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Let's say I have a game that allows the player completely free, open world flight, and the world itself is a bunch of floating islands. This creates some problems with flying too low, such as reaching the fake cloud "floor", being stuck without being able to get back up, and so on. How can I prevent this without introducing some jarring invisible "floor" that repels the player if he slams into it?

I thought about having some sort of in-universe wind near the "bottom" that might decelerate the player and then push him/her back up, but I'd like to hear some more ideas that might be less artificial.

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The wind that pushes the player back into the navigation volume is a very good solution. Bespoke games like Sky and Journey by Thatgamecompany are examples where it is used nicely. Alternatively to that, you could have the player being caught by some flying something (like an eagle) to be taken back on track or you could have a lightning suddenly strike and teleport the player. Depending on your game’s context it might even make sense to have an entity pop out of the clouds and smack the player with an uppercut on the snout with a strong kick back. In most game styles I would prefer the wind but the context is what opens up possibilities.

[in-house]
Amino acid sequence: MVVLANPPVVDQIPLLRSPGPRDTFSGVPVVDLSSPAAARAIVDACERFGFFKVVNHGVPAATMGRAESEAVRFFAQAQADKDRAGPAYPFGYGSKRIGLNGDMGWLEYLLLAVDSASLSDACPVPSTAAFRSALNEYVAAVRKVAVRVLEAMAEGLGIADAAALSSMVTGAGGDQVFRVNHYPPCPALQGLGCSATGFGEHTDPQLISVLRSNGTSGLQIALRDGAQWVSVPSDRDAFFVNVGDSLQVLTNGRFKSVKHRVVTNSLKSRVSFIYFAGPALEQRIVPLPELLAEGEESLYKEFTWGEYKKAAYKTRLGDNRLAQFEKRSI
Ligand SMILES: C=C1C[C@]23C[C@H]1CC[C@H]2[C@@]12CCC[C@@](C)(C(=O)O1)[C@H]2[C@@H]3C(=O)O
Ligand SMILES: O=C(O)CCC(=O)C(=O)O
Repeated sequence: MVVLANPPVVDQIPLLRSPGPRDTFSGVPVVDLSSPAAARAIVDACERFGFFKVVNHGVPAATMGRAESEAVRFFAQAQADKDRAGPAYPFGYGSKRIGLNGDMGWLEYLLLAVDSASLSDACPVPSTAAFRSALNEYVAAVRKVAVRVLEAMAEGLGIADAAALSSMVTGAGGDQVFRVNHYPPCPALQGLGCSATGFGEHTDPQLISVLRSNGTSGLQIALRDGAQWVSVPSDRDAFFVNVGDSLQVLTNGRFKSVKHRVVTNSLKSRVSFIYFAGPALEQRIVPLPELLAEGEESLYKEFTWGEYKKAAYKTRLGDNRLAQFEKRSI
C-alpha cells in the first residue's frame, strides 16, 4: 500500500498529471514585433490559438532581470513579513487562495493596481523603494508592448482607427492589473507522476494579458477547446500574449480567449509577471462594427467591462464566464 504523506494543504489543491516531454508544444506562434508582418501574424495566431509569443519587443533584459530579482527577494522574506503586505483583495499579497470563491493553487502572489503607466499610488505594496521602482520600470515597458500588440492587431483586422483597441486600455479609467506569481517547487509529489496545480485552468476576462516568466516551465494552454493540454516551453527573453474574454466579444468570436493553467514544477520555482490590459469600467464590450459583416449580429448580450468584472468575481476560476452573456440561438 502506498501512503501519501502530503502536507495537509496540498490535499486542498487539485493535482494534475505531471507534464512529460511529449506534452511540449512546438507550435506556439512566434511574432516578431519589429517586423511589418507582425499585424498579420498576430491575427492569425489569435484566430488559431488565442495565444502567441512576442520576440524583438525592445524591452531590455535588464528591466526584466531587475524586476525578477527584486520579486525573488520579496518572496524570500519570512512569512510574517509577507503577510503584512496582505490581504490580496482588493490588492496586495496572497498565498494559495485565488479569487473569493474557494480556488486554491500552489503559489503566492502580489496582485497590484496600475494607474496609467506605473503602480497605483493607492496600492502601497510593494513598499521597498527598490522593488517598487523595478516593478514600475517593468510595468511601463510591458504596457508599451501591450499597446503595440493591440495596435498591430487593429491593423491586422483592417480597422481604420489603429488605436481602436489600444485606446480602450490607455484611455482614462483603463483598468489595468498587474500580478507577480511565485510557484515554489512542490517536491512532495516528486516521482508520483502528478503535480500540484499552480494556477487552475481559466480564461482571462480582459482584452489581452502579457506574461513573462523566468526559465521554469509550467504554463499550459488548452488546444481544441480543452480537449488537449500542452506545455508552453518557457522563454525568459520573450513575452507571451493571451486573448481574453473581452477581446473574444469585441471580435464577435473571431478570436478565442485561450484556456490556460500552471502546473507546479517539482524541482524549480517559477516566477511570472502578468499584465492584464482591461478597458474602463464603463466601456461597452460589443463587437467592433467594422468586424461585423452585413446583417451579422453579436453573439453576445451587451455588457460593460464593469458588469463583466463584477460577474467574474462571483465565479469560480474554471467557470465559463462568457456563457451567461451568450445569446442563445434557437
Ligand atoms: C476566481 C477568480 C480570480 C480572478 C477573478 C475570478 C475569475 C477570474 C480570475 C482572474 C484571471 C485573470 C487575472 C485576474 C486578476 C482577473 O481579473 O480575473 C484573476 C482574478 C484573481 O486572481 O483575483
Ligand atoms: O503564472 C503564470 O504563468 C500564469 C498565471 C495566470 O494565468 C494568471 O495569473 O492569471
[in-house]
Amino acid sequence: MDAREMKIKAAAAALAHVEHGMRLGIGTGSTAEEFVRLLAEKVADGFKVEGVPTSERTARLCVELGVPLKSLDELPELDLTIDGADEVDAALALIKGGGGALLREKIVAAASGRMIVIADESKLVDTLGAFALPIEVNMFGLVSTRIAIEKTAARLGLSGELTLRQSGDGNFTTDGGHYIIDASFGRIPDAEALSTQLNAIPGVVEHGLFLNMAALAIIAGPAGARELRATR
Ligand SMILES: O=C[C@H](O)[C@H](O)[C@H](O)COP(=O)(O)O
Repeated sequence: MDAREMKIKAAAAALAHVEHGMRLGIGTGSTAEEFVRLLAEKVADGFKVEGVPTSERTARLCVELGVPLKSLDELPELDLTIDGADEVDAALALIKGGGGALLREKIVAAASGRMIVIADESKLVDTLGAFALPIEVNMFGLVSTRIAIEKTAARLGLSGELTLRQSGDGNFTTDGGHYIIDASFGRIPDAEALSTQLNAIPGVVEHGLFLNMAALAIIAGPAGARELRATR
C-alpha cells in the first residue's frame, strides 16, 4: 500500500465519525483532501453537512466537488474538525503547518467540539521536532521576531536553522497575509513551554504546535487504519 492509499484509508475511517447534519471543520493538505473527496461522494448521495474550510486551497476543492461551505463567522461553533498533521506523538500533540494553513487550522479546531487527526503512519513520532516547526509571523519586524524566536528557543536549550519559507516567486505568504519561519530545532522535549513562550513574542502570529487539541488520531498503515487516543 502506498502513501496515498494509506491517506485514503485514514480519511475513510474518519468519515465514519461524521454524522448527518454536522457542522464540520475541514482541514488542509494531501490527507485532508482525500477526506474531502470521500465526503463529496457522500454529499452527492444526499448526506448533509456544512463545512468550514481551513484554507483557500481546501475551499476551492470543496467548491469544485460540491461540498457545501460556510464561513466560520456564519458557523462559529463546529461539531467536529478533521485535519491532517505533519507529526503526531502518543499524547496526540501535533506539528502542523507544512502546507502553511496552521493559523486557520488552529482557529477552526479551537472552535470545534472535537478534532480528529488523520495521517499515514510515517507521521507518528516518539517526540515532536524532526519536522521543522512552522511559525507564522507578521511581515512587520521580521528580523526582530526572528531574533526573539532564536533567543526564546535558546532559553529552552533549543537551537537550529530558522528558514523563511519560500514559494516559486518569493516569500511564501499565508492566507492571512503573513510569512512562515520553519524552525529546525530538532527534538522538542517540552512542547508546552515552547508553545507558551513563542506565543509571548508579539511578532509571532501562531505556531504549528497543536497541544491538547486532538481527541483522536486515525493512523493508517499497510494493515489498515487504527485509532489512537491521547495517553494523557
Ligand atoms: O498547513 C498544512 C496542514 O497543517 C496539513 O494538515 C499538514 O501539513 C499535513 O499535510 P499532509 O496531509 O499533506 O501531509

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You could take the Super Mario 64 aproach where if the player hasn’t collected enough stars he can ascend a stairway forever without making progress. In your case the player could fly down for as long as he wants and still remain at the same height so when he finally decides to fly up it is a short way to the island’s height.

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In Star Fox 64 your ship would just stop moving on the Y axis when it was at the top or bottom of the playable space. I know you said this would appear to be "jarring", but there is a way to hide it.

When your player is approaching the boundary, the skybox or whatever backdrop that lies beyond is probably significantly far away (or static) that you no longer have a reference point in view to see if you're still moving on the Y axis. As long as there are no nearby objects from the level in sight, you can maintain the illusion that the player is still flying up or down. (Make sure that cloud floor appears far away from the boundary!) You can also reduce the FOV so that you can't see as many objects beside your character. Pull the camera back and reduce FOV (zoom in) and you will find that this trick is easier to pull off while the player is climbing or diving (looking straight up or down).

Also, if your game involves airplanes, you can constrain the min and max pitch of the plane based on the absolute Y position so that it is always flying level at the min and max Y values. Basically start lerping the (min or max) pitch between the player's input and 0° while in some region close to the Y boundary. That way there is a gradual "swoop" to level out the character before they go out of bounds, which won't appear jarring when combined with a hard limit on the Y position.

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